When the olives are gone, use the liquid

Don’t toss the liquid.
Don’t toss the liquid.

Food writers recently joined the Washington Post Food staff to answer questions from readers.

Q: We love olives. They are used to flavor many meals. Yesterday when using the last of the olives, I looked at the leftover brine and thought I should not be tossing this. What can I do with leftover olive brine?

A: I’d use it in a vinaigrette (instead of or replacing part of the usual vinegar), or you could add it to a marinade for chicken thighs or pork chops. Or add to cocktails — thinking bloody Mary or something tomato-y would be nice!

Kara Elder

Q: I’m planning to make three types of cupcakes, several dozen total, for a lunch on Saturday. How early can I make them without compromising the taste or texture? Can I start on Thursday, or should I just bake them on Friday, cover the cakes, and make the frosting the day of? I’m making cream cheese- and buttercream-based frostings. I’ve been told buttercream does not hold up as well as cream cheese or other frostings.

A: You can probably get away with making them as early as Thursday, although I’d wait until Friday. Buttercream will hold up great in the refrigerator, so you can actually assemble everything in advance if you can refrigerate them, covered, or you can also make the buttercream, refrigerate it and then let it come up to room temperature on Saturday morning, then frost the cupcakes.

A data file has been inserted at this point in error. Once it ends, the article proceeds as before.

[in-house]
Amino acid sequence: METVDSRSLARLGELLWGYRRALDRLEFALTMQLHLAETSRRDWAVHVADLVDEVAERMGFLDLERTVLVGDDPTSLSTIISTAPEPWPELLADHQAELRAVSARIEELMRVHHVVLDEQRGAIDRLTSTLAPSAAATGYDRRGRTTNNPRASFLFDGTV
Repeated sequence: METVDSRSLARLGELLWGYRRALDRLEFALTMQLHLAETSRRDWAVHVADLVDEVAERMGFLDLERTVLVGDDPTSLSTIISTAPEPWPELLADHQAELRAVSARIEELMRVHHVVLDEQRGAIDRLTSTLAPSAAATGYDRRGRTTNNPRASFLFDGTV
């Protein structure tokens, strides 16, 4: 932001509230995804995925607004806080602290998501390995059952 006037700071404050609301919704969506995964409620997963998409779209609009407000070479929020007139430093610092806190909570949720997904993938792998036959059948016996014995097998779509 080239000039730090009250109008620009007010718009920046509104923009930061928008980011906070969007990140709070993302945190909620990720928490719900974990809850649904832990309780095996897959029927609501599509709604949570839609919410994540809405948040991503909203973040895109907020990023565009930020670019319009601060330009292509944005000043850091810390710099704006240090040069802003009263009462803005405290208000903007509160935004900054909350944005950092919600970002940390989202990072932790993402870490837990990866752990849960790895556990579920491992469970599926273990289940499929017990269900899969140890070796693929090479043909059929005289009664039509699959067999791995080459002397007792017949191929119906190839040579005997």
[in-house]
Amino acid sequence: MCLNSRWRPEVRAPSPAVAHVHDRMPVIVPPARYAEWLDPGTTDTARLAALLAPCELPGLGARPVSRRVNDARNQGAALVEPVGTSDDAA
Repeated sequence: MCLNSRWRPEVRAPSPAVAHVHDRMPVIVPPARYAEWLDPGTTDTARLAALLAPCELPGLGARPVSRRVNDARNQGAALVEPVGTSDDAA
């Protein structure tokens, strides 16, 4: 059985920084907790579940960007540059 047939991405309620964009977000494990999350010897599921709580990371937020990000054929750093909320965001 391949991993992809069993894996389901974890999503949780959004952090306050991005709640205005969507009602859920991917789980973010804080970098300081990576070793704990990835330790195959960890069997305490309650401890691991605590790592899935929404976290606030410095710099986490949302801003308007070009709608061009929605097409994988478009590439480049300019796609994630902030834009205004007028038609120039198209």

Kristen Hartke, food writer

Q: If a recipe calls for watermelon juice does that mean watermelon puree? If not, how do you juice a watermelon? Am I missing something obvious?

A: I think there may be a few specialty stores that have watermelon juice, but juicing a watermelon is pretty easy, even without a juicer. I have a juicer, but I don’t use it often. With something like watermelon, what I usually do is put pieces of the fruit in a blender, blend it to a thick puree and then strain it. If you don’t mind a little texture, a mesh strainer will do fine - hold it over a large bowl, pour the blended watermelon in, and let the juice drain. Gently shake the strainer until you see the solids are drier. If you want an even purer, thinner juice, line the strainer with a double layer of cheesecloth, and then do the same process, but at the end, gather the cloth up around the blended fruit and gently squeeze out any remaining juice.

M. Carrie Allan

Q: I’m making a lamb roast and the recipe says to cut slits in the roast and poke in some rosemary and garlic slivers. I’m allergic to rosemary. What herb would you recommend instead? I’ve just left it out and have been happy with the result, but it might be nice to have some herb element.

A: Thyme, marjoram or oregano would work nicely with lamb, though they might not be quite as easy to manipulate as those firm rosemary leaves. The dried spice za’atar would be terrific, too.

Bonnie S. Benwick

Q: My marbled pound cake recipe calls for putting half the batter in a loaf pan, then adding chocolate to the remaining batter and putting it on top. Then, using a knife, cut down and sweep through to produce the swirl pattern. When I tried that, the baked loaf did not come out as a nice swirl. What is a better way to produce a two-toned swirl?

A: I make my marbled cakes differently: I spoon dollops of the vanilla and chocolate batters into the pan randomly. There are no layers — just an odd bunch of polka dots. If there's white batter, I spoon dark batter over it when filling the pan (I never have a solid layer of one color batter). I then use a chopstick or a table knife to swirl the two batters. The trick to a pretty marbled cake is restraint. It's so tempting to swirl and run your knife back and forth through the batter — resist! You want to mix things up, but you don't want to overdo it.

Dorie Greenspan, columnist